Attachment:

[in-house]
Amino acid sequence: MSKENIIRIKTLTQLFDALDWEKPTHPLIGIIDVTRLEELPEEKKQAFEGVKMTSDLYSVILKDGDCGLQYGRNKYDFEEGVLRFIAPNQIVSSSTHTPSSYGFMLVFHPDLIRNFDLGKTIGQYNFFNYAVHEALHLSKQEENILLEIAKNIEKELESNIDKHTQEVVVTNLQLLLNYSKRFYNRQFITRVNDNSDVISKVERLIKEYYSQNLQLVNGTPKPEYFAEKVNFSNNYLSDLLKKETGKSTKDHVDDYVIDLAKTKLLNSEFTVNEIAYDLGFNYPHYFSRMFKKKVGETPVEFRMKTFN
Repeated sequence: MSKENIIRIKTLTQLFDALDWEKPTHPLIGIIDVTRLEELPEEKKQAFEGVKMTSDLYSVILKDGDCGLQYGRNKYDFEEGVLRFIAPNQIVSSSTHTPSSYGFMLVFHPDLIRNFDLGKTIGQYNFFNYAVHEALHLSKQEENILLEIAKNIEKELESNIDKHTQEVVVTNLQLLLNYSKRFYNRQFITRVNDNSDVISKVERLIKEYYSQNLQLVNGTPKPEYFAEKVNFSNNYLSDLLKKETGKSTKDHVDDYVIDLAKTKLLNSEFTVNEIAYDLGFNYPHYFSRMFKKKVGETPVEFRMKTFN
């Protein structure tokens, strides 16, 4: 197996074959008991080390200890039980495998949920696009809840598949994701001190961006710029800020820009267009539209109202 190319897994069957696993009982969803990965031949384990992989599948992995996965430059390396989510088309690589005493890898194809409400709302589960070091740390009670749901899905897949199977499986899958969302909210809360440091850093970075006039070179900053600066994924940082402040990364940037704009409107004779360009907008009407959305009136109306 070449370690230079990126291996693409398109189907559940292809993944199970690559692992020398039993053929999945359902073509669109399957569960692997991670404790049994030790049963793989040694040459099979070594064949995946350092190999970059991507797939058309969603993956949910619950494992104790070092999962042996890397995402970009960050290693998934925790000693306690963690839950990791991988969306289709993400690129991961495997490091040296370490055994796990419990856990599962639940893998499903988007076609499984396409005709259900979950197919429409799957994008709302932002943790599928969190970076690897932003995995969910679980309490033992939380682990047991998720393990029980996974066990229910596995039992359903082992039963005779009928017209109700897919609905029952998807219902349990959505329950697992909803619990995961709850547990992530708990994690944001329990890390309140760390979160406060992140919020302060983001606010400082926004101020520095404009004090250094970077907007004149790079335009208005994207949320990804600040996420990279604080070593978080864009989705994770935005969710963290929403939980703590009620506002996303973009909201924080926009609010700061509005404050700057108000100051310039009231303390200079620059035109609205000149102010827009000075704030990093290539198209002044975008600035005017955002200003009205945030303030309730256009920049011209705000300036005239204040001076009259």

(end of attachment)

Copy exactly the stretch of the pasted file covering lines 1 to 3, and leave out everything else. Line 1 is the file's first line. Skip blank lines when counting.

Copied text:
[in-house]
Amino acid sequence: MSKENIIRIKTLTQLFDALDWEKPTHPLIGIIDVTRLEELPEEKKQAFEGVKMTSDLYSVILKDGDCGLQYGRNKYDFEEGVLRFIAPNQIVSSSTHTPSSYGFMLVFHPDLIRNFDLGKTIGQYNFFNYAVHEALHLSKQEENILLEIAKNIEKELESNIDKHTQEVVVTNLQLLLNYSKRFYNRQFITRVNDNSDVISKVERLIKEYYSQNLQLVNGTPKPEYFAEKVNFSNNYLSDLLKKETGKSTKDHVDDYVIDLAKTKLLNSEFTVNEIAYDLGFNYPHYFSRMFKKKVGETPVEFRMKTFN
Repeated sequence: MSKENIIRIKTLTQLFDALDWEKPTHPLIGIIDVTRLEELPEEKKQAFEGVKMTSDLYSVILKDGDCGLQYGRNKYDFEEGVLRFIAPNQIVSSSTHTPSSYGFMLVFHPDLIRNFDLGKTIGQYNFFNYAVHEALHLSKQEENILLEIAKNIEKELESNIDKHTQEVVVTNLQLLLNYSKRFYNRQFITRVNDNSDVISKVERLIKEYYSQNLQLVNGTPKPEYFAEKVNFSNNYLSDLLKKETGKSTKDHVDDYVIDLAKTKLLNSEFTVNEIAYDLGFNYPHYFSRMFKKKVGETPVEFRMKTFN